Mature beyond his years on his debut away to Lille, he chipped Javier Pastore through for the opener on his first league appearance at the Parc des Princes and started the move for the winner in a 2-0 win against Toulouse. Substituted in the final 10 minutes he received a standing ovation.
Verratti’s reward was a Champions League debut at home to Dynamo Kyiv and there’s an iconic image from it of him leaping onto Ibra’s back after the Swede scored a penalty. He looked like Napoleon preparing to cross the Alps, his horse rearing up, in Jacques-Louis David’s famous painting. Verratti had conquered his teammates and the fans.
Winning people over
It helped that he had a coach like Ancelotti and several other Italian speakers in the dressing room to ease his adaptation. It helped that Ancelotti understood from his experience of Pirlo what kind of player Verratti is.
He kept the faith even when his protege sometimes frustrated by holding on to the ball too long on the edge of his area only to get rushed by an opponent and lose it in a dangerous position. You see ‘Marcolino’ likes to take risks. He enjoys the thrill of inviting pressure and then taking a series of players out of the game with a killer pass.
That attribute complements the powerful running of Blaise Matuidi and the organisation provided by Thiago Motta. PSG’s is one of Europe’s most balanced midfield trios, bettered only by Barcelona’s Xavi, Busquets and Andres Iniesta and Juventus’s Pirlo, Pogba and Arturo Vidal. It – and Ibra, in addition of course to the club’s spending power – was one of the principal reasons why they won the league for the first time in nearly two decades in Verratti’s first season.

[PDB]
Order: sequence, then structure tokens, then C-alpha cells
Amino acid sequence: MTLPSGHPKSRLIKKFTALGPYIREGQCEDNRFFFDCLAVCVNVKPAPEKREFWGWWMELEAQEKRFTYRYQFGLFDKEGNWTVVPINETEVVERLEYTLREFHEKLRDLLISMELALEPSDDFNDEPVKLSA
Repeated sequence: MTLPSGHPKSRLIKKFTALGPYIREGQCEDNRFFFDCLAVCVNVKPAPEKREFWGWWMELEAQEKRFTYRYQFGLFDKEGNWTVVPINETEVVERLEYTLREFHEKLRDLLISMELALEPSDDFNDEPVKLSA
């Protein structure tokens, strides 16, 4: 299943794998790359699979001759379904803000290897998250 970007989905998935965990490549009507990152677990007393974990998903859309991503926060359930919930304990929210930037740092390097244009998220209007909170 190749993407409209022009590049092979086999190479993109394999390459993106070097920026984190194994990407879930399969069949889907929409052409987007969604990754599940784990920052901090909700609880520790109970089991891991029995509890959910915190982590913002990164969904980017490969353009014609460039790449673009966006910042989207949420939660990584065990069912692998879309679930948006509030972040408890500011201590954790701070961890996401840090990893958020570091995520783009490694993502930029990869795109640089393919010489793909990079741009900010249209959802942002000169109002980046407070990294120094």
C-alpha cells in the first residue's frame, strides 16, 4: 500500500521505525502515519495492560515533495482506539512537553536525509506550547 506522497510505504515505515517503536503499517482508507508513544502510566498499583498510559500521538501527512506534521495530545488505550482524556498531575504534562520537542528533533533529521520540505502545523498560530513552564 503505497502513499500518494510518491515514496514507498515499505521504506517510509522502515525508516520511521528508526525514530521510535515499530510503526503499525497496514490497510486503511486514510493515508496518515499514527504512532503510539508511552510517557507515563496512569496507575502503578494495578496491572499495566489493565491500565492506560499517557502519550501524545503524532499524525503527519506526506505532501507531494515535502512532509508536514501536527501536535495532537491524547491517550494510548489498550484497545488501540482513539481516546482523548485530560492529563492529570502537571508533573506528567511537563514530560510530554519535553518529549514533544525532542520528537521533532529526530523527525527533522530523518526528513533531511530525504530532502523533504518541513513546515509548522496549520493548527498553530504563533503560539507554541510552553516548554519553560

At the end of it, he went to the Under-21 European Championship in Israel with Italy and pulled the strings as his country reached the final only to lose to Spain like the senior team had done a year earlier. There were reports that Ancelotti wanted to take Verratti with him to Real Madrid. A pay rise put an end to the speculation about his future, though it remains much gossiped about.
When new coach Laurent Blanc pushed PSG to sign Yohan Cabaye from Newcastle over the winter it created the impression that Verratti’s place in the side might be under threat. A feisty character, often in referees’ ears, protesting their decisions, he was getting too many cards for Blanc’s liking. So far though, Verratti has kept the France international out. He’s going nowhere.
Linked again with Juventus in the papers as a possible bargaining chip in PSG’s efforts to sign Pogba this summer, Verratti said: “When I was a kid, I loved them. But today I am happy here. PSG’s project figures among the best in the world. If I were to leave for Juventus now, I would be making a step back. In Paris we have the possibility to win everything in the next few years.”
Right now, his focus is on doing just that and going to the World Cup in Brazil. Unlikely to start, Verratti has said: “For me being an alternative to [Pirlo] isn’t a limitation but an honor, I include him among the best three midfielders in the world in that role.” Should the great man retire from international football after the tournament, Italy won’t have to worry about sourcing a replacement. They’ve found him already. The ‘little prince’ Marco Verratti will soon be king.